For the first time the CPI (ML) is fighting elections within the constraints of an alliance. Having won three seats in 2015, when it fought alone amid a wave in favour of RJD-JD (U) alliance, expectations are sky high. CPI (ML) General Secretary Dipankar Bhattacharya speaks of an anti-incumbency wave and anger among voters
This is the first time you are fighting an election in an alliance. What compelled you to do so?
Certainly this is not with the view of winning seats alone. We have demonstrated over and over again that you can independently contest and win seats. In fact, our very emergence in 1989 for the first time when Dalits exercised their franchise, we won the Arrah Lok Sabha seat, against the established political wisdom. The main issue is that BJP poses a real threat to our democracy and constitution. Our primary concern was to ensure consolidation of the anti-BJP vote as much as possible. Of course, we tried in the 2019 Lok Sabha elections too, but it didn’t happen. It was limited to some kind of good will gesture on the part of RJD, where they left one seat for us and we reciprocated by extending support to them. What made it possible this time is that RJD drew its lessons from the 2019 elections and there has been a tremendous demand for this alliance from the ground. In the 2019 Lok Sabha elections, only on four seats the opposition candidate managed to poll more than four lakh votes; these were the seats where our votes and RJD votes converged. Next to RJD, this is a common knowledge in Bihar, CPI (ML) has the biggest cadre.
Are you happy with the seat sharing arrangement between the opposition mahagatbandhan?
I don’t want to talk about the seat sharing arrangement. Left together got 29 seats, which is less than what the Left should get. So I will not say I am fully satisfied. But this alliance is a result of a felt need of people; it has not been imposed from above, it is a natural alliance that has emerged.
If the mahagatbandhan was to win, will the CPI (ML) be part of the the government?
If you go by our programme, it is unlikely that CPI (ML) will be part of the government. I believe that the Left lends credibility and stability to the government. Right now what we have is a seat sharing arrangement; it is not a front that has emerged through a shared ideological coalition. But definitely there is some ideological common ground to work against BJP and their threat to destroy democracy. Post elections we will take a call. But let me make it very clear, to help form the government and we will see to it that the government delivers. A Common Minimum Programme will emerge.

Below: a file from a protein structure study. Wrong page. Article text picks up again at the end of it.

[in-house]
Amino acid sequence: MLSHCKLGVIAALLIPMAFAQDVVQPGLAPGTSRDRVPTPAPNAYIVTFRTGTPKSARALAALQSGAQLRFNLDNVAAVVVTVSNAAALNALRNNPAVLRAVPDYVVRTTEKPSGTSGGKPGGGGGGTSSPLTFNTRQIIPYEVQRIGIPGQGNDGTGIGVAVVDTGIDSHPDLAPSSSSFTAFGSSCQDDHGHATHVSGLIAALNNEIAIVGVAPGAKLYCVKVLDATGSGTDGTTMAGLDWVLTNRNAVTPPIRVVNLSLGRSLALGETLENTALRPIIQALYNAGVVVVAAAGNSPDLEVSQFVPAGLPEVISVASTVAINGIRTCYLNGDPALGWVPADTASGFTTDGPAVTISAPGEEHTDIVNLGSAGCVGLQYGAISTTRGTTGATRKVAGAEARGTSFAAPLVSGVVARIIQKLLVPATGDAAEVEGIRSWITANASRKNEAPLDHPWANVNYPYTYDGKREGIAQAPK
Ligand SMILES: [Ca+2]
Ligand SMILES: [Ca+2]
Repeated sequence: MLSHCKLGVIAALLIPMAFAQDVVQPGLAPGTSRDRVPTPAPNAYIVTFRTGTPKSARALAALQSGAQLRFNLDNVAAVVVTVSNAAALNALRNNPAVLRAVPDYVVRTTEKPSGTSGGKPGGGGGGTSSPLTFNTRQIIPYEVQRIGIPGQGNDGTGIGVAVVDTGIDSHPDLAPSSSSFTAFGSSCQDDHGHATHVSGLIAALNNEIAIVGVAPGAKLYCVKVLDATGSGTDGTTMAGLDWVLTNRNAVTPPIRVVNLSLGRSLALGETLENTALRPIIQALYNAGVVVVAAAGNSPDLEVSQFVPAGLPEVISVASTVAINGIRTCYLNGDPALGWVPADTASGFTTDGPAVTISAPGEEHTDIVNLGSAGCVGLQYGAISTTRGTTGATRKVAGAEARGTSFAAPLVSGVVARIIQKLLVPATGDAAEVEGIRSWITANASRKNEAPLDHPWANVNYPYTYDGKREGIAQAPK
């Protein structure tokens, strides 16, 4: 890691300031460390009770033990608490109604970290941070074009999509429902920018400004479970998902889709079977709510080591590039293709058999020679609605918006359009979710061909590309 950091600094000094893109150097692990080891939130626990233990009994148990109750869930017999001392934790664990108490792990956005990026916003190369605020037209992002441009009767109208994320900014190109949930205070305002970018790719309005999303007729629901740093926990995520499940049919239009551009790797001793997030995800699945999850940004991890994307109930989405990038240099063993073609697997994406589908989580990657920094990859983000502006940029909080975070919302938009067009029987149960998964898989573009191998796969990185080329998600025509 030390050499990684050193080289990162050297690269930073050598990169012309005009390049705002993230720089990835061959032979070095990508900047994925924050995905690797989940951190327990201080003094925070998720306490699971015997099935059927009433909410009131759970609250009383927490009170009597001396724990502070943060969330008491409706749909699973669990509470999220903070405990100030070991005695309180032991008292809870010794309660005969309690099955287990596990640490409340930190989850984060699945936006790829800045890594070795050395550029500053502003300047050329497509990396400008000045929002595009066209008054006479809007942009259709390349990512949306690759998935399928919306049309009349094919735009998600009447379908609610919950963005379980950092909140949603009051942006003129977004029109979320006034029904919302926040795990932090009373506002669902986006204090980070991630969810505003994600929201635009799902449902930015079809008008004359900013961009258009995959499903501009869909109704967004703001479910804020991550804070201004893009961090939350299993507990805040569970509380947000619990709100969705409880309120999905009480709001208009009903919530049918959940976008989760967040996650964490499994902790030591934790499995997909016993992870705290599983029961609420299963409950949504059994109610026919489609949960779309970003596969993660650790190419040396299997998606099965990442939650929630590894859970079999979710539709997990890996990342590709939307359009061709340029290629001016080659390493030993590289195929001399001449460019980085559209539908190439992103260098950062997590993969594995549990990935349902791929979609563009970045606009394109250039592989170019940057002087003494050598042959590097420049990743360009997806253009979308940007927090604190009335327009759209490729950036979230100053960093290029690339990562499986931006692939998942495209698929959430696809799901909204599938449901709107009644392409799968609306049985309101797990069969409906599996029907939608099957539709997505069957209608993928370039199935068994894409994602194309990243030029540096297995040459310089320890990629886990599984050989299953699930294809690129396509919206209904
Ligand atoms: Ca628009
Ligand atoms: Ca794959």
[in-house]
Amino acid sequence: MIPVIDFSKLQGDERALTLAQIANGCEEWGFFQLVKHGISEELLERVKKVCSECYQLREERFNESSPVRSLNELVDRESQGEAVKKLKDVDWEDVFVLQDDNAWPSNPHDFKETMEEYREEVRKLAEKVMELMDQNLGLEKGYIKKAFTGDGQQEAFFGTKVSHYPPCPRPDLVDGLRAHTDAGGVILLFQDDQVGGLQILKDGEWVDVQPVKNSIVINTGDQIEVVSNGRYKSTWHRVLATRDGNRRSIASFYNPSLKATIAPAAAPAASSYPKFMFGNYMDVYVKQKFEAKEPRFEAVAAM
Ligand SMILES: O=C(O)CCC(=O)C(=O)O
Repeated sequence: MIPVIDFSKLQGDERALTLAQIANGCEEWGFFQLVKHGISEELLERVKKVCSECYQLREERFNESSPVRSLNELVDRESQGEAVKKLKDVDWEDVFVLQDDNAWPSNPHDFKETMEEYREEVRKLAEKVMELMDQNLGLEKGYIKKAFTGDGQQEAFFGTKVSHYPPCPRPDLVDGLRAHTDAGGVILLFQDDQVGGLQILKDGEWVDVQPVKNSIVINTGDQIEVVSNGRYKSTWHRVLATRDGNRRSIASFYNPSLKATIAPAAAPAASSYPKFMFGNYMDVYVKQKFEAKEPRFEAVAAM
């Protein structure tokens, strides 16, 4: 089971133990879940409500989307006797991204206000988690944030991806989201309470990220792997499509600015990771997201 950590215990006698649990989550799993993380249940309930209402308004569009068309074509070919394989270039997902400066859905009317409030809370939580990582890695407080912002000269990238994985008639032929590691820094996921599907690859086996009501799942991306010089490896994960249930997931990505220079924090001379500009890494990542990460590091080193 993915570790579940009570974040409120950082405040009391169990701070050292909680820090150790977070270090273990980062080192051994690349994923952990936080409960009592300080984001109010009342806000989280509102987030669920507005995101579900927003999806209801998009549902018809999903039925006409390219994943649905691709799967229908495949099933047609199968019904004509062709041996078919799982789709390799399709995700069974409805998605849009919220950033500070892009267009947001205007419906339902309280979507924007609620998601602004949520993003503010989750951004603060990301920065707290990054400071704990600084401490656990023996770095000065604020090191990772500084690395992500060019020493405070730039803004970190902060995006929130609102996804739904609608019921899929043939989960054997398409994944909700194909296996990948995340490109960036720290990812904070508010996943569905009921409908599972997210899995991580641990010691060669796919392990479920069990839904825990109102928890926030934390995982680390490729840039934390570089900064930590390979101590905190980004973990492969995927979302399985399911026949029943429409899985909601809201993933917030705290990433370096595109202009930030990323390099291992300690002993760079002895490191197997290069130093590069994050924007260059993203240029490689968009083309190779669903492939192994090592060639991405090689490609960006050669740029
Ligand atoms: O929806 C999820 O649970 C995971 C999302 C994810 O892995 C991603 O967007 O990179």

How hopeful are you that CPI (ML) will be able to better its 1990 record of winning nine seats, in then undivided Bihar.
Certainly we are hopeful. In an election, till the vote is cast and counted, confidence is a very difficult word to use. But politically we are hopeful, particularly, because in the 19 seats we are contesting we have done solid work, decades of struggle and sufficient influence among the people.
This time there is a powerful anti-incumbency against Nitish Kumar and anger runs high among people. And this anger doesn’t respect the established social equations and political boundaries. In our areas too, we are finding that cutting across castes, people are responding to our campaign. It is fallacious to think that BJP will emerge unscathed and that the anger is only directed at Nitish Kumar. Probably for the first time in many years, people are disillusioned by Narendra Modi. The lockdown revealed the open secret that migration from Bihar has never really declined because there are no decent employment opportunities in the State. Look at BJP’s cheek, one of their bill boards is about bringing back migrant workers when each of them had to spend out of their pocket to return to their homes.